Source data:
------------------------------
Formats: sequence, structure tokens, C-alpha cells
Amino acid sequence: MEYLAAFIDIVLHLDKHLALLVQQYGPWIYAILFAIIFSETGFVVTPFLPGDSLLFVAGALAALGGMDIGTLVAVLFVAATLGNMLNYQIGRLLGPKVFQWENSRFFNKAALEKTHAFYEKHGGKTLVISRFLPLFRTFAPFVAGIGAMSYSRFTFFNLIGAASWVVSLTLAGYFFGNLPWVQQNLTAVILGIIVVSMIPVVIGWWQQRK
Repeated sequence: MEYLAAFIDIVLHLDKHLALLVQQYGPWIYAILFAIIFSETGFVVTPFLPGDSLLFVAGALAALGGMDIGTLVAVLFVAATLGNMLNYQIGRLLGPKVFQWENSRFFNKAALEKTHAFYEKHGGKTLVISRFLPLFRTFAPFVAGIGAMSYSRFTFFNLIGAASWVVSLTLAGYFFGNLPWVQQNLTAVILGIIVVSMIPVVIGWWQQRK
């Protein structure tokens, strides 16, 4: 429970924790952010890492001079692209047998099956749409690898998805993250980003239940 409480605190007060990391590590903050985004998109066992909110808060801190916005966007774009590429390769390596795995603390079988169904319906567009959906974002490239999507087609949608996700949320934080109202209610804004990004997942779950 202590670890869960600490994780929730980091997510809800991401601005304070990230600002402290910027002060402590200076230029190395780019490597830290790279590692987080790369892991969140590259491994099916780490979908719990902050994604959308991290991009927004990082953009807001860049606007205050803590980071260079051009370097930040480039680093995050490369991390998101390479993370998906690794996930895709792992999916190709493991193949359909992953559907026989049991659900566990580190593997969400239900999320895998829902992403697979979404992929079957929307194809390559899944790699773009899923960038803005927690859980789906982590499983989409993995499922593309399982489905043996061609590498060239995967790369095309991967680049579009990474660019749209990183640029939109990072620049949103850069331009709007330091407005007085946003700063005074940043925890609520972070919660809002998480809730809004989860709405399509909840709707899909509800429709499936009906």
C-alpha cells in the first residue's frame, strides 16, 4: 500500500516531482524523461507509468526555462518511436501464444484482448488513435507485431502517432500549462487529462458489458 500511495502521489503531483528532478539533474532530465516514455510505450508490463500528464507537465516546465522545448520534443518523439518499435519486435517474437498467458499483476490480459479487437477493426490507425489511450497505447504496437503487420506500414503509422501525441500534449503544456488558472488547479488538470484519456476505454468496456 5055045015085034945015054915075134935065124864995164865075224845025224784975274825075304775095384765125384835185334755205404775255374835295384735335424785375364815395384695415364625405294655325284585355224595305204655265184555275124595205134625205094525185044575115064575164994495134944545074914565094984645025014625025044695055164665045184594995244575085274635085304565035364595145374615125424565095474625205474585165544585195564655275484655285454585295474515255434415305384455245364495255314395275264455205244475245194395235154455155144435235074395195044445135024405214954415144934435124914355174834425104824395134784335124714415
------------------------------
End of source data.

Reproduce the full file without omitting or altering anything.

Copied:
Formats: sequence, structure tokens, C-alpha cells
Amino acid sequence: MEYLAAFIDIVLHLDKHLALLVQQYGPWIYAILFAIIFSETGFVVTPFLPGDSLLFVAGALAALGGMDIGTLVAVLFVAATLGNMLNYQIGRLLGPKVFQWENSRFFNKAALEKTHAFYEKHGGKTLVISRFLPLFRTFAPFVAGIGAMSYSRFTFFNLIGAASWVVSLTLAGYFFGNLPWVQQNLTAVILGIIVVSMIPVVIGWWQQRK
Repeated sequence: MEYLAAFIDIVLHLDKHLALLVQQYGPWIYAILFAIIFSETGFVVTPFLPGDSLLFVAGALAALGGMDIGTLVAVLFVAATLGNMLNYQIGRLLGPKVFQWENSRFFNKAALEKTHAFYEKHGGKTLVISRFLPLFRTFAPFVAGIGAMSYSRFTFFNLIGAASWVVSLTLAGYFFGNLPWVQQNLTAVILGIIVVSMIPVVIGWWQQRK
């Protein structure tokens, strides 16, 4: 429970924790952010890492001079692209047998099956749409690898998805993250980003239940 409480605190007060990391590590903050985004998109066992909110808060801190916005966007774009590429390769390596795995603390079988169904319906567009959906974002490239999507087609949608996700949320934080109202209610804004990004997942779950 202590670890869960600490994780929730980091997510809800991401601005304070990230600002402290910027002060402590200076230029190395780019490597830290790279590692987080790369892991969140590259491994099916780490979908719990902050994604959308991290991009927004990082953009807001860049606007205050803590980071260079051009370097930040480039680093995050490369991390998101390479993370998906690794996930895709792992999916190709493991193949359909992953559907026989049991659900566990580190593997969400239900999320895998829902992403697979979404992929079957929307194809390559899944790699773009899923960038803005927690859980789906982590499983989409993995499922593309399982489905043996061609590498060239995967790369095309991967680049579009990474660019749209990183640029939109990072620049949103850069331009709007330091407005007085946003700063005074940043925890609520972070919660809002998480809730809004989860709405399509909840709707899909509800429709499936009906």
C-alpha cells in the first residue's frame, strides 16, 4: 500500500516531482524523461507509468526555462518511436501464444484482448488513435507485431502517432500549462487529462458489458 500511495502521489503531483528532478539533474532530465516514455510505450508490463500528464507537465516546465522545448520534443518523439518499435519486435517474437498467458499483476490480459479487437477493426490507425489511450497505447504496437503487420506500414503509422501525441500534449503544456488558472488547479488538470484519456476505454468496456 5055045015085034945015054915075134935065124864995164865075224845025224784975274825075304775095384765125384835185334755205404775255374835295384735335424785375364815395384695415364625405294655325284585355224595305204655265184555275124595205134625205094525185044575115064575164994495134944545074914565094984645025014625025044695055164665045184594995244575085274635085304565035364595145374615125424565095474625205474585165544585195564655275484655285454585295474515255434415305384455245364495255314395275264455205244475245194395235154455155144435235074395195044445135024405214954415144934435124914355174834425104824395134784335124714415